All major indexes lost some of last week’s momentum, closing slightly lower on Monday following a 3-percent drop in oil.
The minutes of the Federal Open Market Committee meeting held in March will be the week’s most notable release and are likely to confirm the sentiment expressed by Fed Chair Yellen in public comments last week regarding concerns over China and oil. Fed officials adjusted their individual forecast for rate hikes at the March meeting; the vast majority of officials expect a maximum of two rate hikes in 2016. The Dow and S&P 500 indexes are within approximately 3 percent of their 52-week highs. The markets should remain strong as fiscal and monetary policies remain accommodative and economic news continues to support the bullish sentiment.
The Labor Market Conditions Index (LMCI) released by the Fed on Monday was subdued, proving positive for investors looking to hold off on rate hikes. The index was negative 2.1 in March, an improvement from negative 2.4 in February. The most apt comparison for now, assuming the numbers don’t rebound and given other data pointing to expansion, is the 2002-2003 period, when employment lagged the economic recovery. The Fed didn’t begin raising interest rates until 2004, after the Labor Market Conditions Index was well into positive territory. This is the best scenario for stocks, an economic expansion with enough doubt to keep the Fed from hiking too fast.
The Trade Balance report and the Jobs Opening and Labor Turnover Survey (JOLTS) will be reported on Tuesday. Economists forecast the trade increased to $46.2 billion from the previous month’s $45.7 billion. The JOLTS is expected to show an increase in job openings, which reinforces the perception of a strengthening labor market and would counteract the LMCI figure. The March ISM Service Index will also be released on Tuesday. Consensus estimates anticipate 57.7, which would indicate continued expansion. On Thursday, the latest weekly unemployment claims and a report on consumer credit, which is expected to have increased by $14 billion in February, will be available. Unemployment claims are expected to be slightly lower than last week.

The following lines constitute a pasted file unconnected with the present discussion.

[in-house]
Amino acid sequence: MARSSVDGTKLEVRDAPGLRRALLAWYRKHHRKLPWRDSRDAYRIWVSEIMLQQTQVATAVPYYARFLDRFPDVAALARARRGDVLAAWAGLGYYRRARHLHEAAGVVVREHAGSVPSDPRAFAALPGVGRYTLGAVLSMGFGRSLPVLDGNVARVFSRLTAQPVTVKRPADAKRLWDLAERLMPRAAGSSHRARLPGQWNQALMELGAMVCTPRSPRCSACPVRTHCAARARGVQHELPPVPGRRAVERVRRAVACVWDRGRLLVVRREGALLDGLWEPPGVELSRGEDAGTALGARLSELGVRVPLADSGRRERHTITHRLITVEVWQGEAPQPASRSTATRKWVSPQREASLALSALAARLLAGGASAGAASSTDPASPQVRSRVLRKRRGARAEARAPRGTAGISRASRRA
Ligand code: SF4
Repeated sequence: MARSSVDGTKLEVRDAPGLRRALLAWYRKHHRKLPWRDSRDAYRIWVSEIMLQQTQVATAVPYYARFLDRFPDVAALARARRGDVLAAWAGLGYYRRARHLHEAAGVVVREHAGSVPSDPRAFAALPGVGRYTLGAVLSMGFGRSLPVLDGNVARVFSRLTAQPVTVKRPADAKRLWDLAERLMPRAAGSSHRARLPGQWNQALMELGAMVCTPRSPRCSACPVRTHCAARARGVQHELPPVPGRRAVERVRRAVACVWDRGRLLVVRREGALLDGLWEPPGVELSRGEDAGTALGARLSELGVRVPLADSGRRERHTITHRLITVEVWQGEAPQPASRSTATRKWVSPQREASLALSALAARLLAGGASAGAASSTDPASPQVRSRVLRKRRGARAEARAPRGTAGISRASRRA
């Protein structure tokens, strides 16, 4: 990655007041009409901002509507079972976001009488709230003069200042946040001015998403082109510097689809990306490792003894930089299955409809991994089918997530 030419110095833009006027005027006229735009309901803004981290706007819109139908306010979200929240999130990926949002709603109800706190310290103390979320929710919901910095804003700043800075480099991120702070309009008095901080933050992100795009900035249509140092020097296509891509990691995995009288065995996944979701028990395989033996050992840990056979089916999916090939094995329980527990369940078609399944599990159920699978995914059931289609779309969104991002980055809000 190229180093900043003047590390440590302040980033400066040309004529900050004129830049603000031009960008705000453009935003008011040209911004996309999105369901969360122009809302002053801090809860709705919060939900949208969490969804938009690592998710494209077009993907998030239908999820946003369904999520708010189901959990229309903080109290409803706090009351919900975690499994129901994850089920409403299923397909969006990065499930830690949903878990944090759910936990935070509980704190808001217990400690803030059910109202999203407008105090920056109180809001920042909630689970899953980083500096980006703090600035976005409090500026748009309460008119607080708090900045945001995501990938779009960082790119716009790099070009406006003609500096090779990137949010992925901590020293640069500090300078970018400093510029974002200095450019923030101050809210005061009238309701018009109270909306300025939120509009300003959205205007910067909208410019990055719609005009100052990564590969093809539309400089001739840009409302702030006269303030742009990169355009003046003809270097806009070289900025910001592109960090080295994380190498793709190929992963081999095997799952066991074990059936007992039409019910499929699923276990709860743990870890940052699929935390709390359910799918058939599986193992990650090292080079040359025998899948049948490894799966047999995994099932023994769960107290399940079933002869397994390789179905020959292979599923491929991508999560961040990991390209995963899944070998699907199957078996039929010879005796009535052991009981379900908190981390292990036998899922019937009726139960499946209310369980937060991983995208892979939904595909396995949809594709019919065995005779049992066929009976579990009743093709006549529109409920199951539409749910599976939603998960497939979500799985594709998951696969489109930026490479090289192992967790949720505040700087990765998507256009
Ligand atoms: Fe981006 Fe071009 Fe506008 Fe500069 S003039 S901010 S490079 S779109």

The big kick-off to earnings season is next week, but a few widely-held companies report this week. On Tuesday, Walgreens (WBA) is expected to report its second-quarter fiscal results. Analysts are calling for earnings per share of $1.28 on revenues of $30.66 billion. While the company beat earnings estimates last quarter, revenue was below consensus. Bed Bath and Beyond’s (BBBY) fiscal fourth-quarter results will be out on Wednesday. Analysts are looking for earnings per share of $1.81 and top line revenues of $3.38 billion. Rite Aid (RAD) will report on Thursday. Walgreens is set to take over the firm in the second half of 2016. Estimates are for EPS of $0.06 with revenues of $8.4 billion. The state of the used car market will take center stage on Thursday when CarMax (KMX) reports its quarterly results. Consensus estimates call for EPS of $0.71 and revenues of $3.68 billion.
The oil market will continue to heavily influence global markets in an otherwise quiet week. Oil traders may hold off on major moves until the OPEC meeting on April 16th. With equities rising on their own momentum, a quiet oil market this week would be beneficial.